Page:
Four dancers from the Broadway hit "42nd Street" tell us what hosiery keeps them happy.
When your legs are your lifeline, it’s worth taking some time to invest in a good pair of hose. And no one knows how to keep her gams happy like a Broadway dancer. Take the principal dancers in the current smash revival of "42nd Street." Meredith Patterson, Mylinda Hull, Nadine Isenegger and Megan Schenck perform eight times in six days. Every show, each girl taps her way through at least 13 numbers in 2 1/2 hours.
Each dancer wears one pair of nude pantyhose throughout the entire show. "I call our hosiery ‘disposable,’" says Isenegger. "Putting holes and snags in them is so easy with all the quick costume changes." Nadine, who plays Lorraine in the show, also has to wear tap mikes, long wires that snake down the back of her legs to her ankles from a sound pack at her waist. All the leads wear them.
On top of that, these dancers have to double up in some numbers. For "Dames," a Thirties-style sing-and-sway routine, the ladies wear colored thigh-highs, too. "We get used to the layers," says Schenck. "They kind of become a second skin." Prior to her casting as Phyllis, she was a Rockette for four years.
Kenn Hamilton, the wardrobe supervisor, is the Oz-like figure who keeps everything together and running smoothly costume-wise. After every performance, he and a staff of six make sure everything gets cleaned, repaired and stored perfectly for the next show. With 33 women in the cast, 30 of them dancers, that’s a lot of hosiery. "I order 30 dozen new pairs of Blue Heaven’s Sheer Support hose every two weeks," he says. He estimates that each dancer goes through one pair per show, although sometimes they get lucky and a pair lasts for two performances. If there’s a run, there’s nothing to be done about it. "Once they go," he says, "they’re gone. And no amount of Run Rescue or nail polish or hairspray is going to help."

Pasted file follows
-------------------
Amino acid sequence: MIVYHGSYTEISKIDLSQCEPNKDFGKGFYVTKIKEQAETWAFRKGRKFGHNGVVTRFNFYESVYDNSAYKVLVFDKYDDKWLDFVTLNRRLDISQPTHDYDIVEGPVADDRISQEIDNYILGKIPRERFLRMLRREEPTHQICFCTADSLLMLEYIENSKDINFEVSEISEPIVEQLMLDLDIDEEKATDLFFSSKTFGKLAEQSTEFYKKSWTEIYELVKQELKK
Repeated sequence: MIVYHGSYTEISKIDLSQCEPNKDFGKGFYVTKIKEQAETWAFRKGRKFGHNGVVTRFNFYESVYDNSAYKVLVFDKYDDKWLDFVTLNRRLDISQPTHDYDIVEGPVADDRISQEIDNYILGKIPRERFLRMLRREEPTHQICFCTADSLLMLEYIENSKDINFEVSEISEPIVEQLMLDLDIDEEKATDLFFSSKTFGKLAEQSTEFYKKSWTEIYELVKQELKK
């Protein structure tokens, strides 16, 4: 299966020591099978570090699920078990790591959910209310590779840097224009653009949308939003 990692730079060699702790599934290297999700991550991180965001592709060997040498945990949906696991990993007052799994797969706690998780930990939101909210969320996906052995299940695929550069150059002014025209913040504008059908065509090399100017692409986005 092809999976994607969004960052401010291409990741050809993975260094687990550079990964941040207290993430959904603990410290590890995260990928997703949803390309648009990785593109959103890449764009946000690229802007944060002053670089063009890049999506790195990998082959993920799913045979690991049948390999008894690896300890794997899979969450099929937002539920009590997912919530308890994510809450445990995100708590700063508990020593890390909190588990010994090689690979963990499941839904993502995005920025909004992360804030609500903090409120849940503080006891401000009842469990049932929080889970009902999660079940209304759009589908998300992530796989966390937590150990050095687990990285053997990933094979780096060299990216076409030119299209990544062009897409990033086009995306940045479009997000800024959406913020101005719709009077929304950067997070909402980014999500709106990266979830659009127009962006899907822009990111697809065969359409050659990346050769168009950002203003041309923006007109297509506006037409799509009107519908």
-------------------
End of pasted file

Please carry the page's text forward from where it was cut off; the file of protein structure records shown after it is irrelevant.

After years of dancing, these girls know what fibers make their legs feel — and look — great. The consensus: The more spandex the better. Patterson, who plays Peggie Sawyer, a small-town girl who comes to the big city to make it big on stage, says it’s all about support. "If you don’t have support, you can get spider veins from the pressure of all the tapping." Hull agrees, adding, "Spandex sucks your legs in and makes them thinner." In "Keep Young and Beautiful," the show’s homage to Busby Berkeley, a giant suspended mirror descends from the ceiling reflecting the chorines laying flat on the stage floor, creating intricate patterns with leg lifts and hand-held mirrors. They’re wearing skimpy silver bodysuits and have their legs and derrieres waving — and reflected — in the air for the entire audience. Needless to say, the dancers are conscious of how they look. "It’s nice to have some suction on stage when you’re in front of hundreds of people," admits Hull.Recently, the ladies took time out of their busy schedules to test-drive some of the latest hosiery products for WWD. Patterson loved Berkshire’s black fishnets. "As a kid growing up, most dancers wore fishnets, and they were always thicker, but these new ones are so much lighter," she says. "They still have the support in them, but they don’t give you waffle leg when you peel them off." Later, she also slipped into a pair of Wolford Twenties fishnets. "These are fierce!" she gushed at the time. Schenck thinks the extended control-top pair she wore from Spanx were extra-comfortable.
The girls also approved of the newest thigh-highs. "Dancers have real-person thighs," says Patterson, "so it’s good that the new elastic is almost like double-stick tape holding up the hose." Nadine, who’s main complaint about thigh-highs is that "they pinch and leave weird line marks on my thighs," liked the Givenchy Passion Privee and Hillard & Hanson pairs because of their thick bands.
But in the end, the dancers favored the novelty pairs over all the rest. Schenck liked Givenchy’s vine-embroidered white hose, and Hull didn’t want to get out of the tulle-dotted Hues she wore: "They are so darling." After all, when you’ve got legs like a dancer, wouldn’t you want to draw a little extra attention to them, too?
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